(CNA/EWTN News) During his weekly general audience on August 27, Pope Francis spoke on the unity and holiness of the Church, stating that despite the fact we are sinners, we are called to live as a community centered on Christ.
“In a Christian community division is one of the most serious sins, because it does not allow God to act,” the Pope said in his general audience address. “What God wants is that we be welcoming, that we forgive and love each other so as to become more and more like Him, who is communion and love.”
Addressing the thousands of pilgrims gathered in St. Peter's Square, the Roman Pontiff explained that as Catholics “we affirm in the Creed that the Church is one and that she is holy.”
“One because she has her origin in the Triune God, mystery of unity and full communion. Holy since she is founded by Jesus Christ, enlivened by his Holy Spirit, and filled with his love and salvation.”
We continue to refer to the Church as “one” and “holy” despite the fact that “we know by experience that it is also composed of sinners and that there is no shortage of divisions,” he said, recalling how the night before he was arrested Jesus “asked for the unity of his disciples: ‘that all be one.$0"2$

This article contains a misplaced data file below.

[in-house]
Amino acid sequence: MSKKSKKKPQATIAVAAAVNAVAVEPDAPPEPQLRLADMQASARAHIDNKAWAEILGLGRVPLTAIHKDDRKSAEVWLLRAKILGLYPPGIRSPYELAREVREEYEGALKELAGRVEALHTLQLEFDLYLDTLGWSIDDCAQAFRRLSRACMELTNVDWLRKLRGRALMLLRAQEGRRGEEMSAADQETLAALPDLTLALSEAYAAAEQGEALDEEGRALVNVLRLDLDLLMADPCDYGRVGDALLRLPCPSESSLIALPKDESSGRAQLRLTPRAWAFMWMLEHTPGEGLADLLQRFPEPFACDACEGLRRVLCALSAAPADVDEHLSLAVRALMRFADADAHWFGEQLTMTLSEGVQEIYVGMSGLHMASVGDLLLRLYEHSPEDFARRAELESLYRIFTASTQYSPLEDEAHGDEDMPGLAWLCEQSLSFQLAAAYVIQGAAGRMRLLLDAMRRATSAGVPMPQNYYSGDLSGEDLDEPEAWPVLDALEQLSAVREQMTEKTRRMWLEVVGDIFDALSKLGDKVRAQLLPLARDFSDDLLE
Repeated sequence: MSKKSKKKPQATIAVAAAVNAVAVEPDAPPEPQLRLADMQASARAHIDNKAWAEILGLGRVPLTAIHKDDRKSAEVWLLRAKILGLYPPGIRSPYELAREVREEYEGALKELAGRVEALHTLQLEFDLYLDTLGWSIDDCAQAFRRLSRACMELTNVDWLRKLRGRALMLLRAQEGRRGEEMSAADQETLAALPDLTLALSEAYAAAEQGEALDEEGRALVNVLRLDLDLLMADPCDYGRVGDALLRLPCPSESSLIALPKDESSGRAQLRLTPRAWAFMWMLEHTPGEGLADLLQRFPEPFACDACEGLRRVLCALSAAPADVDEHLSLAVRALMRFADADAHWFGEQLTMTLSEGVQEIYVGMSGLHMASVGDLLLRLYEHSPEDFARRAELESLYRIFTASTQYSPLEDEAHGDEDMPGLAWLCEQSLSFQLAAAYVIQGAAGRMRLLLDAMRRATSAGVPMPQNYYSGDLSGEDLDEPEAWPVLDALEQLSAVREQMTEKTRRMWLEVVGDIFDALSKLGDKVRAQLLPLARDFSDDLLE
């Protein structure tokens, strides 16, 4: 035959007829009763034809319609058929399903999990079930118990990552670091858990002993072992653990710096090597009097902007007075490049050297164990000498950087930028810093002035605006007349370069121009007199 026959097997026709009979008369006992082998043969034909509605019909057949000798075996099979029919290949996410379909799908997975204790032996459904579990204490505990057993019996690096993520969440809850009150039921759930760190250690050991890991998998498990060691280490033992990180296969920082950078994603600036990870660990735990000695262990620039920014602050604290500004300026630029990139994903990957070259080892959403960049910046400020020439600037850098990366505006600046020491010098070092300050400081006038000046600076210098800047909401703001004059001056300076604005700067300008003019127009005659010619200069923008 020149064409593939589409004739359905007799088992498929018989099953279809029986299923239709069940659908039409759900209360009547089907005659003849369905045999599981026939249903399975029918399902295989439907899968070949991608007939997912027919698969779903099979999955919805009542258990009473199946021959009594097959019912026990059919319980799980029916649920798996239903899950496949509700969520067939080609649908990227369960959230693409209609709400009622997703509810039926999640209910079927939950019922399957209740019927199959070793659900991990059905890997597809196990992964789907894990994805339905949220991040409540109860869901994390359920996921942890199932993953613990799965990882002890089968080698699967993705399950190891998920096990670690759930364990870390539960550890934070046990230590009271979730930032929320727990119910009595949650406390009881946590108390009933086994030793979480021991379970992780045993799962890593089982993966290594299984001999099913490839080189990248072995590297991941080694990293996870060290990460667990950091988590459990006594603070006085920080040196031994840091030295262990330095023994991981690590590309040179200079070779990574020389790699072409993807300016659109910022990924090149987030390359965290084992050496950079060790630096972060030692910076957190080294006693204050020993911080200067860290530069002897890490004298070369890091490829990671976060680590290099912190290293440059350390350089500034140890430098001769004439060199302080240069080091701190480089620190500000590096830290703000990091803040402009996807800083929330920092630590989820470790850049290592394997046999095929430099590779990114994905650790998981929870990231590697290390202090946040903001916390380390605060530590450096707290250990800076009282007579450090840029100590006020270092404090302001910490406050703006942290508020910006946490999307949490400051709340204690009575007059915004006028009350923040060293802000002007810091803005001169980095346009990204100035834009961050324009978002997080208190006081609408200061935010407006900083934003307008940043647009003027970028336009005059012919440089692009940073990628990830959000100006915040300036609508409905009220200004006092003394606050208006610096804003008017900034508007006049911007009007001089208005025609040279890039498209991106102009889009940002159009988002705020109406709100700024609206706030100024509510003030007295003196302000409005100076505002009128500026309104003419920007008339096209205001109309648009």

“We trust in his desire that unity will be one of the characteristic features of our community,” the Pope continued, noting that “While we, the members of the Church, are sinners, the unity and holiness of the Church arise from God and call us daily to conversion.”
Observing how “We have an intercessor in Jesus, who prays...for our unity with him and the Father, and with each other,” the Bishop of Rome drew attention to the sins that often cause division.
“Sins against unity are not only schisms,” he said, “but also the most common weeds of our communities: envies, jealousies, antipathies...talking bad about others. This is human, but it is not Christian.”
These sins “which occur even in our parish communities,” Pope Francis continued, “come about when we place ourselves at the center.”
“God's will, however, is that we grow in our capacity to welcome one another, to forgive and to love, and to resemble Jesus.”
Explaining how “It's the devil who separates, destroys relationships, sows prejudices,” the Pope affirmed that “the holiness of the Church” is “to recognize the image of God in one another.”
“The holiness of the Church consists of this: reproducing the image of God, rich in mercy and grace.”
Concluding his address, the Roman Pontiff prayed that all might “examine our consciences and ask forgiveness for the times when we have given rise to division or misunderstanding in our communities, and may our relationships mirror more beautifully and joyfully the unity of Jesus and the Father.”